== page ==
In an urban runoff stream at Campus Albano at Stockholm University, OOZE (Eva Pfannes and Sylvain Hartenberg) and Marjetica Potrč have created the living artwork Future Island. It comprises an island divided into two climatic zones, one of which is five degrees Celsius warmer than the other, which over time will demonstrate the impact of climate change on nature.
Future Island was initiated in conjunction with the development of Campus Albano and has been progressing slowly during nearly close to a decade. Appearing in a stream in the park, the 325-square-metre large island has been built of esker boulders and blasting stones. Thus, the island addresses the history of the site, where large quantities of stone and rock have been removed during the construction work. The stone symbolises and expresses that which has been and still exists under the ground in the area. Smooth, round, pointed, light and dark, large and small stones interact with one another. Some stones are rounded and come from the Fenno-Scandian ice sheet, others are blasting stones from the construction site. Future Island is a site in which history and the future cooperate – a place where 1.8-billion-year old stones face an uncertain future.
On the Construction of Future Island
The island is divided into a north and a south side, along the latitude of 59°21’20.32”N. The north zone is heated with renewable energy and will always be five degrees warmer than the unheated south zone and the surrounding landscape. Sensors will register data on climatic factors such as humidity and the temperature in the ground and in the water that surrounds the two halves of the island. The data is relayed to Vetenskapens hus (The House of Science) at Stockholm University where it is analysed and made available for educational purposes, in, for example, Vetenskapens hus’s activities for children and young people.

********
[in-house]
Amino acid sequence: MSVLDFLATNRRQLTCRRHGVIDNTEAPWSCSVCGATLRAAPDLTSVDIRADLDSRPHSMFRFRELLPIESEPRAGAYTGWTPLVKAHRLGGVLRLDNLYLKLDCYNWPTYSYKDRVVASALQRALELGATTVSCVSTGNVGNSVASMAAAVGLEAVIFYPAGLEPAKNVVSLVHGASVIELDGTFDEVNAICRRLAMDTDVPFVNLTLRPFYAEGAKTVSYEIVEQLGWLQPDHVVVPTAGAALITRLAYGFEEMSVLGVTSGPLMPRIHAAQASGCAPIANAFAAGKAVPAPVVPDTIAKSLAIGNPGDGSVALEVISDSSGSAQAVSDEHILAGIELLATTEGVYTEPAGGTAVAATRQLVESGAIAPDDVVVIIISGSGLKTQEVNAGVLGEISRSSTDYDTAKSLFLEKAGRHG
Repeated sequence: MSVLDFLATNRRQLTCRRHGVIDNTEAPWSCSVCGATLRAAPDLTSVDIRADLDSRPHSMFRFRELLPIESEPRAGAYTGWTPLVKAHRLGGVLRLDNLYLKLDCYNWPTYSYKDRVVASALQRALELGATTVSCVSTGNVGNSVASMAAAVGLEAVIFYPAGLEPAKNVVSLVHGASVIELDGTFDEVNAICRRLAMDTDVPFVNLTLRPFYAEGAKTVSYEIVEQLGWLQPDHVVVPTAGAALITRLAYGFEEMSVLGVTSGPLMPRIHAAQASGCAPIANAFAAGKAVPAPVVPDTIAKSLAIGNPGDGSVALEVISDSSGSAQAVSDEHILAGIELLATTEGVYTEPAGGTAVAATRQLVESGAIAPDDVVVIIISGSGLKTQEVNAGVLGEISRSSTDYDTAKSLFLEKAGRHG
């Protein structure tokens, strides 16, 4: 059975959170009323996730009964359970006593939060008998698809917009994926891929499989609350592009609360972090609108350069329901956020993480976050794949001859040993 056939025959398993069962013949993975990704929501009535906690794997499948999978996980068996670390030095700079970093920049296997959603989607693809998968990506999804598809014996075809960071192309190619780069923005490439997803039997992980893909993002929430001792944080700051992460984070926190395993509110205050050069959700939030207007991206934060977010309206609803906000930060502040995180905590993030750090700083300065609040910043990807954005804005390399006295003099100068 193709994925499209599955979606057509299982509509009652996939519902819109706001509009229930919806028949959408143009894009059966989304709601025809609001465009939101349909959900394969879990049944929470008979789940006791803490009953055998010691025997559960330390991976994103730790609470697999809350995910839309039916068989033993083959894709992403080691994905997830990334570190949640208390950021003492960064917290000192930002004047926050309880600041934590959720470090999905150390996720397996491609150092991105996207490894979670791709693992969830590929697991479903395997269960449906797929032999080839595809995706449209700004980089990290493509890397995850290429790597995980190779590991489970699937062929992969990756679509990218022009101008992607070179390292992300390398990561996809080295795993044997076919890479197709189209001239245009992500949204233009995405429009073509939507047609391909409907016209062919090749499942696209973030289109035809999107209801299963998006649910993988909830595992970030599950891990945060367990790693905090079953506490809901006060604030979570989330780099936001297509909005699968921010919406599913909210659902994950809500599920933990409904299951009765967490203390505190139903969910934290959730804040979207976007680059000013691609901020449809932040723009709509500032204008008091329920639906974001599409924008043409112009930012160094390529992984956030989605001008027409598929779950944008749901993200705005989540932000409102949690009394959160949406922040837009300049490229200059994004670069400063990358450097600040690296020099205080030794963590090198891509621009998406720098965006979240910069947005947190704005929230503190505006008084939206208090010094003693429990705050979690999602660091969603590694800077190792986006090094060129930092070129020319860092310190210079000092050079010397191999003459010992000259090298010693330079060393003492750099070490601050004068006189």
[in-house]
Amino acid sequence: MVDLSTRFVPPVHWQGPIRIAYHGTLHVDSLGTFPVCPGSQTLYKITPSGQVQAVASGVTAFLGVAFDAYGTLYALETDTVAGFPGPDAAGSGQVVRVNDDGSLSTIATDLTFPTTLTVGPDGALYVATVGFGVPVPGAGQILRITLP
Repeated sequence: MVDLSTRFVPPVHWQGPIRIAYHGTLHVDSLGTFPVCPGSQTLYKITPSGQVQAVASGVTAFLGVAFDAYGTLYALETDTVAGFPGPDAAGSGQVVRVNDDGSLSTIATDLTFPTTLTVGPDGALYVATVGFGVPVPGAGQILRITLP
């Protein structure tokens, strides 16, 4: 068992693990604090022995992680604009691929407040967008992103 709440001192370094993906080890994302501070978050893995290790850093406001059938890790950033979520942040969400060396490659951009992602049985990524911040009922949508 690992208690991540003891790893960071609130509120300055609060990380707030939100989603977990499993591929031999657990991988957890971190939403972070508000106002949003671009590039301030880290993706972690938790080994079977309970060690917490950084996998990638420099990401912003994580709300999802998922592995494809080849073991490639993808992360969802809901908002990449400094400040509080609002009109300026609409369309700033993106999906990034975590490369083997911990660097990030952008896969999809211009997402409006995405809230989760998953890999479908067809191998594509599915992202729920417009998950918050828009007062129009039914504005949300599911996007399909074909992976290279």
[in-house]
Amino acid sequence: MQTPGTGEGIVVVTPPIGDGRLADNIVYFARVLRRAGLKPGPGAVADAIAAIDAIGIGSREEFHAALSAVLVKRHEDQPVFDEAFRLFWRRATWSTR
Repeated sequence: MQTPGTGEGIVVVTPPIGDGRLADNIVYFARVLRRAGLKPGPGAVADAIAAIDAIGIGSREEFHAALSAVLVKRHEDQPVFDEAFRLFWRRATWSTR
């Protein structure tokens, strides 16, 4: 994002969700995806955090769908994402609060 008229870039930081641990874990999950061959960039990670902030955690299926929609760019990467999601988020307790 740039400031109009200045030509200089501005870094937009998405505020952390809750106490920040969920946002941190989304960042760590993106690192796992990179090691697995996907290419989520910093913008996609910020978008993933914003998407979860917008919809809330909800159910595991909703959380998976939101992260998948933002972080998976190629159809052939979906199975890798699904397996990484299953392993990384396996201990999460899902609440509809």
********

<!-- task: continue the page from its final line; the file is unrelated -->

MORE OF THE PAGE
The island also features plants selected in collaboration with researchers from Stockholm University. The same type of plants will grow in both zones. How will they develop and adapt to the island’s different climates?
The artists describe the work as a narrative landscape:
“Future Island is a narrative landscape. Its story is climate change. With its experiment of a micro-ecosystem that simulates global warming conditions by artificially heating half of the island +5˚C it is a conversation piece observing how flora, fauna and humans adapt to warmer temperatures. As a living artwork it challenges us to redefine adaptation not as a mere reaction but as an opening up of possibilities.”
By being subjected to constant change, the artwork Future Island raises questions of the impact of climate change. With its design and content, the work touches upon the research carried out at Stockholm University.
The process of Future Island was presented at the 2022 Venice Biennale and featured, among other things, a rock equipped with the same type of heating system that has been installed on the island. The “Venice Stone” is now installed next to the island at Campus Albano.
On the Artists
OOZE was founded in 2003 by Eva Pfannes and Sylvain Hartenberg. Based in Rotterdam, the Netherlands, OOZE works in the interface of art, architecture and urbanism. Since 2008, they have collaborated with Marjetica Potrč, an artist, architect and researcher based in Berlin and Ljubljana.
Commissioned by Public Art Agency Sweden, Akademiska Hus and Svenska Bostäder. Owned by Akademiska Hus and Svenska Bostäder.